how to write a million dollar story

At one really difficult point in my life I read Cat’s Cradle. I fell in love with Vonnegut. He had characters that were people I had met, crazy people like the ones I grew up with. So after reading Cat’s Cradle I read everything he wrote. Then I read everything that Kilgore Trout wrote. Then I read other science fiction authors and even tried to write a bit.

He was a true human being. He is not unaware of the cruel, and stupid in humans, but he is himself neither cruel nor stupid. He lets us sigh as we acknowledge the damage we have done as a species and laugh at our own folly as we stumble towards kindness. And laugh.  And laugh.

Check out the Shapes of Stories a hilarious lecture on how to write a million dollar story: http://youtu.be/oP3c1h8v2ZQ
Dr. Suess made me want to read. Vonnegut made me want to write.

Doing the Next Thing

I am in that weird place in life when I have lots of time to just observe things. I see when the wheel on the wagon is wobbling but it’s not my wagon.

Not any of it is my wagon.

I just try to appreciate every moment and applaud every success. “Yay!”

Crazy people, cruelty and all the other painful things humans can perpetuate on each other, hatred, confusion, obscuring the way forward; It is a crazy time. Maybe it is always a crazy time.

I find zazen, sitting staring at a blank wall excruciating, but preferable to action often because I don’t know what I can do in the face of so much suffering. I know I am probably getting my practice completely wrong. I imagine Bodhisattva cringing. I remember teachers telling me not to talk about my practice outside the Dokusan room…

The other day the bus was so full the driver told us to try to get on at the back door. It looked impossible and I was the last in line. All these backs towards me, every shade of skin a human can possess represented before me, me, covered in liver spots and freckles. For the doors to close, fat, thin, male, female, shy, brazen, tall, short, young, old, we had to smoosh together.

“Well, we are all good friends now!” Laughter and smiles, people looking over their shoulders at me in the crush, somehow making room for me where there was none.

That was enough.

It is never a personal Titanic on which we arrange the deck chairs.

A Small Painting And Some Thoughts About Complaining* About Stuff

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I know I am running the danger of becoming another boring senior who uses a blog to go on about her grandchildren BUT I am actually going on about painting my granddaughter!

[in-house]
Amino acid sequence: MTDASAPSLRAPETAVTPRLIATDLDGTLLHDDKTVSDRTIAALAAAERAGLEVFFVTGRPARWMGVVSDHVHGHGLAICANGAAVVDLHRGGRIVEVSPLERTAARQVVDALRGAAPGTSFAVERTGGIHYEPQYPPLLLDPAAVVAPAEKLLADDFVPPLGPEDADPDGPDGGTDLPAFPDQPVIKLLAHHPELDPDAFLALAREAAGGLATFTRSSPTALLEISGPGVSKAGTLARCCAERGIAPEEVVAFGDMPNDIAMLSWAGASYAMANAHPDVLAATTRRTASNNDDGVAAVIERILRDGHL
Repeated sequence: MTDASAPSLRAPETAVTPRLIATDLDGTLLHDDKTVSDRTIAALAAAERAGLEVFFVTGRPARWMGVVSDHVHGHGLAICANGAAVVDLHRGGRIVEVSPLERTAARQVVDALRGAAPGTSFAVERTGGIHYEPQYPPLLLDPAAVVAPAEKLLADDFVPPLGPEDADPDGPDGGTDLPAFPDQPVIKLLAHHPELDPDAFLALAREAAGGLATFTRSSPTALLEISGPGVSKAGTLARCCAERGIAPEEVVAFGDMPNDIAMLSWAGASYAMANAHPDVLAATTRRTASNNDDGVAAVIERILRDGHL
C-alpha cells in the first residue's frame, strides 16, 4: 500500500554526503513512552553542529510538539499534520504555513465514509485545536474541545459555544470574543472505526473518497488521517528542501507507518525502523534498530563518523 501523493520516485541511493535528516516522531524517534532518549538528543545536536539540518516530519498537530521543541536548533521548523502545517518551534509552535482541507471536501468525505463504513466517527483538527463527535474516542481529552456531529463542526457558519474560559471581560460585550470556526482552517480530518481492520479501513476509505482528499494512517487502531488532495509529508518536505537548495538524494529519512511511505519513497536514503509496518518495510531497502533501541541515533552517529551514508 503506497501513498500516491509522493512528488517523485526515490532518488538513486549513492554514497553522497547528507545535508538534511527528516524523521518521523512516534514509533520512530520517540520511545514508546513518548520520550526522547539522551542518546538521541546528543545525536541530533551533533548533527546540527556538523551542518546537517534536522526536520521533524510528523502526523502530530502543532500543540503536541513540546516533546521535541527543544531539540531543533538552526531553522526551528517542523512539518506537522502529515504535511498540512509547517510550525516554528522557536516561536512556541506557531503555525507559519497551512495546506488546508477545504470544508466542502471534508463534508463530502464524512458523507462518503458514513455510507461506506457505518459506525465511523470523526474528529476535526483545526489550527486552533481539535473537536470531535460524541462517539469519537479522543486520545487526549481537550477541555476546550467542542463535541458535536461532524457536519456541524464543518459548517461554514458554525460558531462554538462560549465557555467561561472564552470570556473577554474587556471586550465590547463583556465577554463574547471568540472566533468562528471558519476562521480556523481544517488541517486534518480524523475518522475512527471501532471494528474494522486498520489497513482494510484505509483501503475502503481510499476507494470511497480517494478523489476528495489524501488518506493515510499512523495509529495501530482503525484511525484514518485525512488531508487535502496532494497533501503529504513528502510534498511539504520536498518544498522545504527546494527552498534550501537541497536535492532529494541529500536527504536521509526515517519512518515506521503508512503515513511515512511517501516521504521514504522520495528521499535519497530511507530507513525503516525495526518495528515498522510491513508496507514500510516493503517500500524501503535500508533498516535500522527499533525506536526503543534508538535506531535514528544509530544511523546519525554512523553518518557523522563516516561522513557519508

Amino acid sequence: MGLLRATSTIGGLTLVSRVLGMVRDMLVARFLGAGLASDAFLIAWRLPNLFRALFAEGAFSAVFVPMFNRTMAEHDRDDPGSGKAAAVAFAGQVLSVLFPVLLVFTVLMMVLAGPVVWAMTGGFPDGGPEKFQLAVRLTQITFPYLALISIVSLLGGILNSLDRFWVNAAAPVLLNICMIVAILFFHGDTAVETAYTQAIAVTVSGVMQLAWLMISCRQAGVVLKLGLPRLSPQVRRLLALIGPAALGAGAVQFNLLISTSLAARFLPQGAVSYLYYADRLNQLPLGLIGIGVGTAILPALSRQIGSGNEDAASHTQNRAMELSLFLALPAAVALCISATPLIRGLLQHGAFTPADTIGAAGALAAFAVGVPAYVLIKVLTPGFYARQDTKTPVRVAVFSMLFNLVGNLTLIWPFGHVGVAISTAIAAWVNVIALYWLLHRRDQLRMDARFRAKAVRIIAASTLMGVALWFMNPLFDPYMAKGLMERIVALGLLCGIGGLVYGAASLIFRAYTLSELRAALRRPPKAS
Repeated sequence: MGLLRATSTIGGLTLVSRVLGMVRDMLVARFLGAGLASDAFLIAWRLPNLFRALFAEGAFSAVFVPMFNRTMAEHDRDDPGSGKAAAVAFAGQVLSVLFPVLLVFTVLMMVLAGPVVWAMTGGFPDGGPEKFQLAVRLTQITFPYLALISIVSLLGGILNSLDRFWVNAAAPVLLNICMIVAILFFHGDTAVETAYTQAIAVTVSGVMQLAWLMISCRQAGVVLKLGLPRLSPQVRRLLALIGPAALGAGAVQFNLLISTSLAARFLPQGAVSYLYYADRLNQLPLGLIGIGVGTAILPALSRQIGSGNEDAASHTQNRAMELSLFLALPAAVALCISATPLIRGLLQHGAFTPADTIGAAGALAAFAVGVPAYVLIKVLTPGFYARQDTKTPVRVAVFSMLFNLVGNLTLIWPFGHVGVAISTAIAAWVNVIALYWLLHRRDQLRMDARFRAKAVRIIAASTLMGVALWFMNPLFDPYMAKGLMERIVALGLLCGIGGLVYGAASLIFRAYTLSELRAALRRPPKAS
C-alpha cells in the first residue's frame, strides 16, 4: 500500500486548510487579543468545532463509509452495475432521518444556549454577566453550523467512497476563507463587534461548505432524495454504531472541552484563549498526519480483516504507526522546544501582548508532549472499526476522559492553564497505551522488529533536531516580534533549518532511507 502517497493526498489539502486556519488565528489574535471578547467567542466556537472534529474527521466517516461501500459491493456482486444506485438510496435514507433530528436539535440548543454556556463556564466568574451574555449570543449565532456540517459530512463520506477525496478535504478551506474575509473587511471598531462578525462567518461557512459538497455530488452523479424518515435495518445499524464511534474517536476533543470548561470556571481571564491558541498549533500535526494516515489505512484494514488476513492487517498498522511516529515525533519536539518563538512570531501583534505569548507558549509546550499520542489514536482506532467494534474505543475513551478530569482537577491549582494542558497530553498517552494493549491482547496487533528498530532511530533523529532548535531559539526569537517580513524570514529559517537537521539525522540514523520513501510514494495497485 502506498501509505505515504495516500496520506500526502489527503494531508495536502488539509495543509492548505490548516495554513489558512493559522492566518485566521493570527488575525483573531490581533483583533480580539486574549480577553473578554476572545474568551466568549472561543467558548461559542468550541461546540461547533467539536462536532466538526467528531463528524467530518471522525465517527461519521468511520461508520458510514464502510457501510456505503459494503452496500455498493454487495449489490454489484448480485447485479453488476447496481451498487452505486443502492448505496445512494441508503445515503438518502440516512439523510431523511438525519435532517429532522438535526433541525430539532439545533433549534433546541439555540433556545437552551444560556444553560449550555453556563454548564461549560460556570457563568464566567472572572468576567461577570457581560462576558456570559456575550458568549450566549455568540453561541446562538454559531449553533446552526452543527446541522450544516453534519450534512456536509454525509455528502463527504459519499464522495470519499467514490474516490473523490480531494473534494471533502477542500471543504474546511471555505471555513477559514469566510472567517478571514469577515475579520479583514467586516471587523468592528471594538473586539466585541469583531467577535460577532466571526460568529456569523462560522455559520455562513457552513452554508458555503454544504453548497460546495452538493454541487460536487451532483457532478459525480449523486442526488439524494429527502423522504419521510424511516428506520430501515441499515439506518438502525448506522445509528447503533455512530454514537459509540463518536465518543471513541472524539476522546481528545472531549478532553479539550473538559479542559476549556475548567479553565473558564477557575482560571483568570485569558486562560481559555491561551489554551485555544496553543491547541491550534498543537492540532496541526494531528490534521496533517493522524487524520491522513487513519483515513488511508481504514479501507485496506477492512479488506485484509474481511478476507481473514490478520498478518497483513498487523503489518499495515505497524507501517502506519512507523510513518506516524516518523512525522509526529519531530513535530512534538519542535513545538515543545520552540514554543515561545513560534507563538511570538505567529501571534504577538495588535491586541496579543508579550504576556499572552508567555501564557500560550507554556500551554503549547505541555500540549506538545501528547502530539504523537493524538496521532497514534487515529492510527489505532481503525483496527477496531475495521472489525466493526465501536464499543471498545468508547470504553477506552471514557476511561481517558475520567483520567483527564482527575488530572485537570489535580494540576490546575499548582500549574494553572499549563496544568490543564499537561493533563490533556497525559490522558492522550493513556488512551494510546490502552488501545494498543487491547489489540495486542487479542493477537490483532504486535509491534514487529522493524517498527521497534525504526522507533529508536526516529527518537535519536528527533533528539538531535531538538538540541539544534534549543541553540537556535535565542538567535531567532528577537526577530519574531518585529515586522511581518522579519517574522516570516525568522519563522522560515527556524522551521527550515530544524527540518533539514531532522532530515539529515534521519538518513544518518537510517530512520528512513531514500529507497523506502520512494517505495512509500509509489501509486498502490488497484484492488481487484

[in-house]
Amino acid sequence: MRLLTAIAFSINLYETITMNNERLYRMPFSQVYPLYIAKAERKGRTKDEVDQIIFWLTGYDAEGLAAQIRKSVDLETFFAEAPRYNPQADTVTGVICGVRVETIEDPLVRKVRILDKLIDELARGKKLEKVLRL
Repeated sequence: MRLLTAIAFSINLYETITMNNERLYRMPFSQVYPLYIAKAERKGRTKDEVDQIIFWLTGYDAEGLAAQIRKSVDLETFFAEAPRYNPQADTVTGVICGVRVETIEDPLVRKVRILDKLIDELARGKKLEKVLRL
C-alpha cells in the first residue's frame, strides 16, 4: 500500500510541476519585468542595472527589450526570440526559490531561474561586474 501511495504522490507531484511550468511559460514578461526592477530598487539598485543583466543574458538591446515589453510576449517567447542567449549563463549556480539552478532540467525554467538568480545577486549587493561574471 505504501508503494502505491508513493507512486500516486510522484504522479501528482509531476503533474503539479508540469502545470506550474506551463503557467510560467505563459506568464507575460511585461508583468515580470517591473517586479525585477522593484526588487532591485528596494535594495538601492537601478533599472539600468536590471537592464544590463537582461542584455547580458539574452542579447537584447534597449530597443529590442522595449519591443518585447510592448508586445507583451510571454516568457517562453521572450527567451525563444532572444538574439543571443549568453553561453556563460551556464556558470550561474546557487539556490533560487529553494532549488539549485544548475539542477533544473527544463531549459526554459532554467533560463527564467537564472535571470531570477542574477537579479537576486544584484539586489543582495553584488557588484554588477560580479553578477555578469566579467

See?

I can’t afford to buy a lot of gifts but I have oodles of art supplies so I make a card instead of buying one whenever there is an important birthday. I think a 1st birthday is significant so here it is, complete with sparkles and sequins.

I have a hard time getting started on a painting and yet once i get going I really enjoy it.

It’s always nice when things work out.

But About Complaining About Stuff:

What I want, and how things are do not always agree. But there are so many things contributing to everyone’s inability to do “their absolute best” all the time, not the least of which is how they are treated by others. Paying attention includes sometimes just calming down, and appreciating that “when all is said and done” isn’t it great that we are alive, and at the same place, at the same time?

I guess that’s why I like babies. They’re like (the best) tourists, happy to be here even if they are occasionally confused or uncomfortable, just enjoying the ride.

I mean, air conditioned buses? Whenever they show up, they are wonderful! I can ride one to a library and use the WiFi, watch a movie or show or do research, even have a nap and escape the heat, with my grandchildren!

See how I did that?

*this is not referring to actually speaking out where to not do so would mean doing harm. 

 

What the Creative Process is.

The Creative process is:
• Like an ear worm but it plays a song in your head no one else has heard.
• Like the best story you ever heard that you wish someone would write so you could read it again.
• Madness, insanity.
• Devotion, inspiration.
• Why many people live in basements, though there are other reasons too and you may never know for sure which ones are the most compelling.
• The Muse. She will kill you if you follow her and she tells you this repeatedly, and if you want to live well and happy into old age, you’ll spend your life trying to ignore her. Because following her, you will forget to eat, pay bills, have friends; you will cry alone, you will laugh alone. If you share your madness, you risk seeing her dissolve like a dream upon waking. And when she leaves (and she will leave you often) you’ll wander around looking for losers to hang out with only to drop them when she returns.
• The smallest part of writing anything.

The Riverdale Art Walk

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I saw some of my favourites and some new work too!

I was not good at taking photos this year but I caught Lori Mirabelli off guard and she said “yes”. She then said, “ummm, did I agree to that?” but you can see she is very amiable, also my very, very favourite artist this year. I want to live in one of her paintings and I want to paint everything she paints.

The quality of art is really quite astounding, but this is something that the Artist’s Network has worked to maintain and build on. While I won’t list every artist, even though I almost want to, I will say these are the ones that caught my fancy this year:

Stavros, a digital artist

Anna Whitmore, beautiful pen and ink works

Pam Mayview, abstracts

Matt Durant, contemporary art